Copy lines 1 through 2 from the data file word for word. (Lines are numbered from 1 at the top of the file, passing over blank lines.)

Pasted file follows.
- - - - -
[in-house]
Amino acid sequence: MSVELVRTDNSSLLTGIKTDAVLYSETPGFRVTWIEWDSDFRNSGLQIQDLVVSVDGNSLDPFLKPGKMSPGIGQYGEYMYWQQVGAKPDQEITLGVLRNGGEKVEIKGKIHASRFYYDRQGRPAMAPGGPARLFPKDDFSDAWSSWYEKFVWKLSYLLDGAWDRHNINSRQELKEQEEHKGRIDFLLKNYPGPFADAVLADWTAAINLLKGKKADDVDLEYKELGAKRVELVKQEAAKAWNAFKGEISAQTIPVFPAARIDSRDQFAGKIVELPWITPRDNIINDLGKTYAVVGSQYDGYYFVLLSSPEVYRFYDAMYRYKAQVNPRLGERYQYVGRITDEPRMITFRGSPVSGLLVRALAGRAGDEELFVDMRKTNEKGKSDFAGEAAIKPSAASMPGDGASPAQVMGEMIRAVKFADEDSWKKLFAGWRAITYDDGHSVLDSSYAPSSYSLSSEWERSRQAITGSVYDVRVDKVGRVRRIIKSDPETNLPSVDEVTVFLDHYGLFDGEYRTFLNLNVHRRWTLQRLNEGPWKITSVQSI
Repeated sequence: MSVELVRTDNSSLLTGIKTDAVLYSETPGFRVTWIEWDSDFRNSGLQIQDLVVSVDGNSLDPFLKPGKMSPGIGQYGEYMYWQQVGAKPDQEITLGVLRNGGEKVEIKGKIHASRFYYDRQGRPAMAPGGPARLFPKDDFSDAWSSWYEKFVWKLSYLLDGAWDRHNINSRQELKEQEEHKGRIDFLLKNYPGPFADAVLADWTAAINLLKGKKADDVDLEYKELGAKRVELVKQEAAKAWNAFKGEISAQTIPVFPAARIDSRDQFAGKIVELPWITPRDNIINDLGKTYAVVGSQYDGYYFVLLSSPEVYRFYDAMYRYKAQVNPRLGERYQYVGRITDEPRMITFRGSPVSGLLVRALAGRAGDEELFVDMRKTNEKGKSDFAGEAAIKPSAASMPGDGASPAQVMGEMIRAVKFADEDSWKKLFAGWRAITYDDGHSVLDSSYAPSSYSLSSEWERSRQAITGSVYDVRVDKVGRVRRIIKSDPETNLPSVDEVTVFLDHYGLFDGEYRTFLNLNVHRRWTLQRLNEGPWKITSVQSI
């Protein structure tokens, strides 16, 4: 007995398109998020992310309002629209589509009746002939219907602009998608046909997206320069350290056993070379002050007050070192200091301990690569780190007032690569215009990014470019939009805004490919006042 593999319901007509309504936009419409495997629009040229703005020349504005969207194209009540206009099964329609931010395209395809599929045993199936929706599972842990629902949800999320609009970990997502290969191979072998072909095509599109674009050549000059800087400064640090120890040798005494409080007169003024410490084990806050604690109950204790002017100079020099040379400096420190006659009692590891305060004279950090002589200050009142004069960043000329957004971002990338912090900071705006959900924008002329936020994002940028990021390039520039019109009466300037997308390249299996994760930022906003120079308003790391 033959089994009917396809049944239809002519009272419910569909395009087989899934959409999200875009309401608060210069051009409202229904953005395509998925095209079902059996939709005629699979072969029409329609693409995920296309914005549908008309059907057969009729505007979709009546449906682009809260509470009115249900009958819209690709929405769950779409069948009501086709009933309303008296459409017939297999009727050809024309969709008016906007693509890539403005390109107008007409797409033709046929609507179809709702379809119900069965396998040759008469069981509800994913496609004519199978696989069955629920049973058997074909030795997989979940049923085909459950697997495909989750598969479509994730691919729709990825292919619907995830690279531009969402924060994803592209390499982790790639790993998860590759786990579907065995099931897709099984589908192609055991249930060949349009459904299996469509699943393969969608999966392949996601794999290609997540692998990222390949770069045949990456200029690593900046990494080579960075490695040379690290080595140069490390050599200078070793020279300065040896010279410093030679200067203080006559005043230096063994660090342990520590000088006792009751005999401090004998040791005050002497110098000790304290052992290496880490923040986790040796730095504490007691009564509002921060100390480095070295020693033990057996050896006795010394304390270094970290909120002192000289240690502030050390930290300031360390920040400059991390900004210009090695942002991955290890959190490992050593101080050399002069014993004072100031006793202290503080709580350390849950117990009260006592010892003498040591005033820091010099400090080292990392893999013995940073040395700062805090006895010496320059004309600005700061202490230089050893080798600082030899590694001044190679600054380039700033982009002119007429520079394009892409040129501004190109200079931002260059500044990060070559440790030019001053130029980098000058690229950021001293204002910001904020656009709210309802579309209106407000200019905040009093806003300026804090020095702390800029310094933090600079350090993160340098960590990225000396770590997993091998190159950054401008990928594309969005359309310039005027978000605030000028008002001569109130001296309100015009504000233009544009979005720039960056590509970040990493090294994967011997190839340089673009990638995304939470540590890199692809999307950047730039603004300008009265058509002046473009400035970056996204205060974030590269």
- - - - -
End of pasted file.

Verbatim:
[in-house]
Amino acid sequence: MSVELVRTDNSSLLTGIKTDAVLYSETPGFRVTWIEWDSDFRNSGLQIQDLVVSVDGNSLDPFLKPGKMSPGIGQYGEYMYWQQVGAKPDQEITLGVLRNGGEKVEIKGKIHASRFYYDRQGRPAMAPGGPARLFPKDDFSDAWSSWYEKFVWKLSYLLDGAWDRHNINSRQELKEQEEHKGRIDFLLKNYPGPFADAVLADWTAAINLLKGKKADDVDLEYKELGAKRVELVKQEAAKAWNAFKGEISAQTIPVFPAARIDSRDQFAGKIVELPWITPRDNIINDLGKTYAVVGSQYDGYYFVLLSSPEVYRFYDAMYRYKAQVNPRLGERYQYVGRITDEPRMITFRGSPVSGLLVRALAGRAGDEELFVDMRKTNEKGKSDFAGEAAIKPSAASMPGDGASPAQVMGEMIRAVKFADEDSWKKLFAGWRAITYDDGHSVLDSSYAPSSYSLSSEWERSRQAITGSVYDVRVDKVGRVRRIIKSDPETNLPSVDEVTVFLDHYGLFDGEYRTFLNLNVHRRWTLQRLNEGPWKITSVQSI